Exchange 2013

Exchange 2013

Using Test-ReplicationHealth to Troubleshoot Database Availability Groups


Database availability groups are reasonably smart and robust systems, but they do need monitoring, or else you might find one day they are not providing the HA that you need them to. One of the useful PowerShell cmdlets for keeping an eye on things is Test-ReplicationHealth. It can be used to help troubleshoot database availability groups by running it locally or against a remote server.

To test a remote server, use the -Identity parameter.

The cmdlet also accepts pipeline input, however if you were to simply pipe Get-MailboxServer into it and you have Mailbox servers in the organization that are not DAG members then you risk seeing errors in your results that just get in the way. Instead you can pipe only the members of a database availability group into Test-ReplicationHealth using the following method:


The number of tests shown in the output of Test-ReplicationHealth will vary depending on which version of Exchange you’re running, and whether the DAG member has only active or passive databases on it at the time. Not all tests are relevant if the server has only active, or only passive databases on it.

There’s a lot of output to look at, so it’s often easier to filter the results to only those that have not passed.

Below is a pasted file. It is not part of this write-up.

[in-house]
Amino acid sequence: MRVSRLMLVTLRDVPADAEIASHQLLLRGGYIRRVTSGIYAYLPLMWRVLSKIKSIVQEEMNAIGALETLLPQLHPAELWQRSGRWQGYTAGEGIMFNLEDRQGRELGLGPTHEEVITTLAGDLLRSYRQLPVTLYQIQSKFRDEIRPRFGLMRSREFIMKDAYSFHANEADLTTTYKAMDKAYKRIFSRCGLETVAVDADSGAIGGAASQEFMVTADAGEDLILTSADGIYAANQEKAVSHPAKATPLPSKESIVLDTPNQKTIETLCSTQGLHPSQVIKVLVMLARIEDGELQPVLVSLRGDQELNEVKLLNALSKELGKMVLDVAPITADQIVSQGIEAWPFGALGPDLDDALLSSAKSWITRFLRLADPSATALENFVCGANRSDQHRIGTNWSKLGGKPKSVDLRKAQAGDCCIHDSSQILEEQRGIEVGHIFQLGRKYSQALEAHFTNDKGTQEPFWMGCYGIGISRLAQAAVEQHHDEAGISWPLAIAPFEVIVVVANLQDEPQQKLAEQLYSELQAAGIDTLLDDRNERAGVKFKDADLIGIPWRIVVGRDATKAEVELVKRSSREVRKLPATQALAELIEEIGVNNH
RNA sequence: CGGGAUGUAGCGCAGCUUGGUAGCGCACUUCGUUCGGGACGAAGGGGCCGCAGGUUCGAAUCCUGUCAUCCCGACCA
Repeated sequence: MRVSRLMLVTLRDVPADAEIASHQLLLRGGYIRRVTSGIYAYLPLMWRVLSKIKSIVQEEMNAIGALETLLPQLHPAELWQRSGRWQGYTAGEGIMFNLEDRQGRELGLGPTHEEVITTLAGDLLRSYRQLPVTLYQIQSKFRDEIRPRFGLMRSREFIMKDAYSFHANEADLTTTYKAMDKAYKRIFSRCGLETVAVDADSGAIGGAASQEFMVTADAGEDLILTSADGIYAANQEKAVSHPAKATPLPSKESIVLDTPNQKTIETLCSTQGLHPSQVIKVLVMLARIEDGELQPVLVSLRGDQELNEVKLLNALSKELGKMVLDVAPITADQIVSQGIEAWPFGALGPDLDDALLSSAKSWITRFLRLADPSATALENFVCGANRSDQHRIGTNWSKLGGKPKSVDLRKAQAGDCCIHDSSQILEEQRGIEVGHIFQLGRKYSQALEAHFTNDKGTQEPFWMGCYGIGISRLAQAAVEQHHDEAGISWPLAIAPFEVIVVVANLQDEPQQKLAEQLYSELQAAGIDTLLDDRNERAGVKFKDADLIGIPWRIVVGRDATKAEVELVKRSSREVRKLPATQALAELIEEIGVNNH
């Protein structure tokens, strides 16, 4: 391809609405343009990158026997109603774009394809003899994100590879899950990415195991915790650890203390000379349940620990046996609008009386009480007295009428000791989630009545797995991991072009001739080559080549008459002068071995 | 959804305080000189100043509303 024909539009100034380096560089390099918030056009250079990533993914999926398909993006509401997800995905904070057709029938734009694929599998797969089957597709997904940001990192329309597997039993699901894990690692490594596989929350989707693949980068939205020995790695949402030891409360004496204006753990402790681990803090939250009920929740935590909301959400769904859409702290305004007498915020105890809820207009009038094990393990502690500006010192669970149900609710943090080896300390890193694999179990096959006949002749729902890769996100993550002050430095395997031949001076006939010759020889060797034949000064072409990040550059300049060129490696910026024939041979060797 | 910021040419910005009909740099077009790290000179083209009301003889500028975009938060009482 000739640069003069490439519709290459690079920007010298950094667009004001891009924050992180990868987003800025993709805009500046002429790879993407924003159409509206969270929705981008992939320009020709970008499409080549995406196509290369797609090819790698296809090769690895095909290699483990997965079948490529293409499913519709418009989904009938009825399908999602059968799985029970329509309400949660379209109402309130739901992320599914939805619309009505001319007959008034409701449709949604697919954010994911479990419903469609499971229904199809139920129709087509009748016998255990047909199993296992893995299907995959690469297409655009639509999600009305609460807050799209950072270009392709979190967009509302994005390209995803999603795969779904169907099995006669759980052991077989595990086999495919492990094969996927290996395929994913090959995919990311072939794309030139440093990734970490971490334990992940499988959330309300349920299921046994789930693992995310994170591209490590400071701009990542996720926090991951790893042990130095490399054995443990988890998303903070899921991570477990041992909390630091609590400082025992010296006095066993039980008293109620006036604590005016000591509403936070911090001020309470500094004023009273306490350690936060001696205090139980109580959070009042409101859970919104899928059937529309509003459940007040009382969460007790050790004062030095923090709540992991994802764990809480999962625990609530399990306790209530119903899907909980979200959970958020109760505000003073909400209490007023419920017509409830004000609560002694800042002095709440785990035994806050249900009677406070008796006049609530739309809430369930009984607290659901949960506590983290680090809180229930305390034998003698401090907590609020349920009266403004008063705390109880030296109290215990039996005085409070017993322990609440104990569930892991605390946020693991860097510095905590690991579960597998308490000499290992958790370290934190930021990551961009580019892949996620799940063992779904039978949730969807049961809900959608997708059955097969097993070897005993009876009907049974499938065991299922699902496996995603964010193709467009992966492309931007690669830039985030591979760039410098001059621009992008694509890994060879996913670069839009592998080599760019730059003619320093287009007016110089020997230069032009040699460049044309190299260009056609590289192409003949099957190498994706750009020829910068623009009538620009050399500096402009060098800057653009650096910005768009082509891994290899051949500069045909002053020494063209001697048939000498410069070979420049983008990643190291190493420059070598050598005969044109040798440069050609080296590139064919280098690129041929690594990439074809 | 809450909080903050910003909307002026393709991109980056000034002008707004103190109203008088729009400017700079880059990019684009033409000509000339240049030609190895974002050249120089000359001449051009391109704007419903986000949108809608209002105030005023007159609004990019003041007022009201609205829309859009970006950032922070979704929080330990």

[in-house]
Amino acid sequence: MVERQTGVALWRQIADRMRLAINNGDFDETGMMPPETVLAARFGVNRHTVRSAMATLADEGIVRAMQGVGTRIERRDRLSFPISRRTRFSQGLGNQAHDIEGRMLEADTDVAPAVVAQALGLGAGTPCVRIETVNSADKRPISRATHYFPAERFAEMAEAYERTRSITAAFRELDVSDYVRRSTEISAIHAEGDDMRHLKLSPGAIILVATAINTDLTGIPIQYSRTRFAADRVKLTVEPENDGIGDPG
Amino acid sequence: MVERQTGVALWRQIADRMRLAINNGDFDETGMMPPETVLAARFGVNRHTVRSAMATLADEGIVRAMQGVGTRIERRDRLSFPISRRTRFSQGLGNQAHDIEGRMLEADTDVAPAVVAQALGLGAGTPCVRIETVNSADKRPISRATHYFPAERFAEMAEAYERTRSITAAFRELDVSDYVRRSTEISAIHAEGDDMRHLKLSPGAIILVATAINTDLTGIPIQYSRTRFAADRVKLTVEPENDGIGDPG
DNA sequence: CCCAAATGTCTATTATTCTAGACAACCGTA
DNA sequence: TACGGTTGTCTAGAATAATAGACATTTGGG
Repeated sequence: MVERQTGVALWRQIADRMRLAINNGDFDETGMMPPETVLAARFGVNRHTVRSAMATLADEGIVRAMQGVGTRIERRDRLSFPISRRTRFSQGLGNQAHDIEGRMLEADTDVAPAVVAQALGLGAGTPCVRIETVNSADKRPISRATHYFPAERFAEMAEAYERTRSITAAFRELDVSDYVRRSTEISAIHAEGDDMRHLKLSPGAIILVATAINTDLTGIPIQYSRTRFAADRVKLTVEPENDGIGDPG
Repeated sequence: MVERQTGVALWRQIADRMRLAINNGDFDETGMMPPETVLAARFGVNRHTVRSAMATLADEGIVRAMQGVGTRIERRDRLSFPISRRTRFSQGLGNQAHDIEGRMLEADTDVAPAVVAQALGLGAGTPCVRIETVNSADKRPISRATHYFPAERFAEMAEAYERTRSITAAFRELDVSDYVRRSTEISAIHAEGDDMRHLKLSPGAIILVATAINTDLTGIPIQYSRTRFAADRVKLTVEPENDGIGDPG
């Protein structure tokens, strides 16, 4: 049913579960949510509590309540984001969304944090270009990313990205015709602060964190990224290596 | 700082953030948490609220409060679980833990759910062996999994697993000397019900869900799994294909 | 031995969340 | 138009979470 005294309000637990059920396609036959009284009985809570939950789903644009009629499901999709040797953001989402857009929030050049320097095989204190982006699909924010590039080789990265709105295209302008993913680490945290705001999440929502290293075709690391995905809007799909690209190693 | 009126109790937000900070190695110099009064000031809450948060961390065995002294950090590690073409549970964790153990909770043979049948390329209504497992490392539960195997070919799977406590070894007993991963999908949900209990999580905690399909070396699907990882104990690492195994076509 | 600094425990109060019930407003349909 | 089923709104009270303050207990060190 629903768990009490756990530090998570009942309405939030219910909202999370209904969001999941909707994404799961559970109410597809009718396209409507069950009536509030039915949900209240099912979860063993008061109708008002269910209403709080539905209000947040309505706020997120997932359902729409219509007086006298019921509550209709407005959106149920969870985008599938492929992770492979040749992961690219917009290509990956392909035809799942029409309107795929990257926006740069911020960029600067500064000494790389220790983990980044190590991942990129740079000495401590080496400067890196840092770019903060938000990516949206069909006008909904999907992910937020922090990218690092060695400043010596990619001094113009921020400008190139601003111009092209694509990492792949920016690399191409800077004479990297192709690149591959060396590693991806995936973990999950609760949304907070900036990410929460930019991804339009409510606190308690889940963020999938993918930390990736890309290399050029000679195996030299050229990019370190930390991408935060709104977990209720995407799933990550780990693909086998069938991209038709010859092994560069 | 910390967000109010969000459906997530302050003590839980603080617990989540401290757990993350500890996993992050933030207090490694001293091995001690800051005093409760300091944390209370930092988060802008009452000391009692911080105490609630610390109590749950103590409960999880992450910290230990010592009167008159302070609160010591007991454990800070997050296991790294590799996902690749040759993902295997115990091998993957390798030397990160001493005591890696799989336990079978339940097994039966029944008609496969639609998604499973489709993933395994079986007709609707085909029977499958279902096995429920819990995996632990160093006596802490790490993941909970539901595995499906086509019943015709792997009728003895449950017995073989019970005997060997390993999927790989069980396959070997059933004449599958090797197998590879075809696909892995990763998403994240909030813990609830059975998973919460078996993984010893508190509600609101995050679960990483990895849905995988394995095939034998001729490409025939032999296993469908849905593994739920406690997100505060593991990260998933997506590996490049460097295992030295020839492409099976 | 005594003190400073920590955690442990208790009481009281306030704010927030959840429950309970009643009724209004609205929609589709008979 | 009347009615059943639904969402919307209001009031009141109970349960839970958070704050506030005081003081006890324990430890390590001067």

The error details are usually truncated, so outputting the results as a list will let you see more information.

By the way, if you’re curious about what each of the tests do, there’s a “CheckDescription” provided for each of the checks that Test-ReplicationHealth performs. Some of them are still a bit vague, but there’s some useful info there that can help point you in the right direction to investigate further.



read more
Exchange 2013

June 2016 Updates for Exchange Server 2016/2013


Microsoft has released the latest cumulative updates for Exchange Server 2016 and 2013 this month, with the release of:

  • Exchange Server 2016 Cumulative Update 2 (download)
  • Exchange Server 2013 Cumulative Update 13 (download)

You might also like to know that Exchange 2010 and 2007 received updates earlier in the month.

The new CUs for Exchange 2016 and 2013 deliver some significant changes:

  • Exchange 2016 CU2 includes new behavior for automatic rebalancing of database availability groups
  • .NET Framework 4.6.1 is now supported, only for Exchange 2016 CU2 and Exchange 2013 CU13. There are specific steps required to safely upgrade .NET Framework to 4.6.1.
  • AutoReseed now supports BitLocker. Few customers I know have bothered to BitLocker encrypt their disks, but for those that do, and who also rely on AutoReseed, this will be welcome news.
  • New-ExchangeCertificate will now produces SHA-2 certificates for all self-signed certificates. This only impacts automatic generation of new certificates, not renewals of existing certificates. However, you can replace your SHA-1 certificates manually after you’ve upgraded to Exchange 2016 CU2 or Exchange 2013 CU13.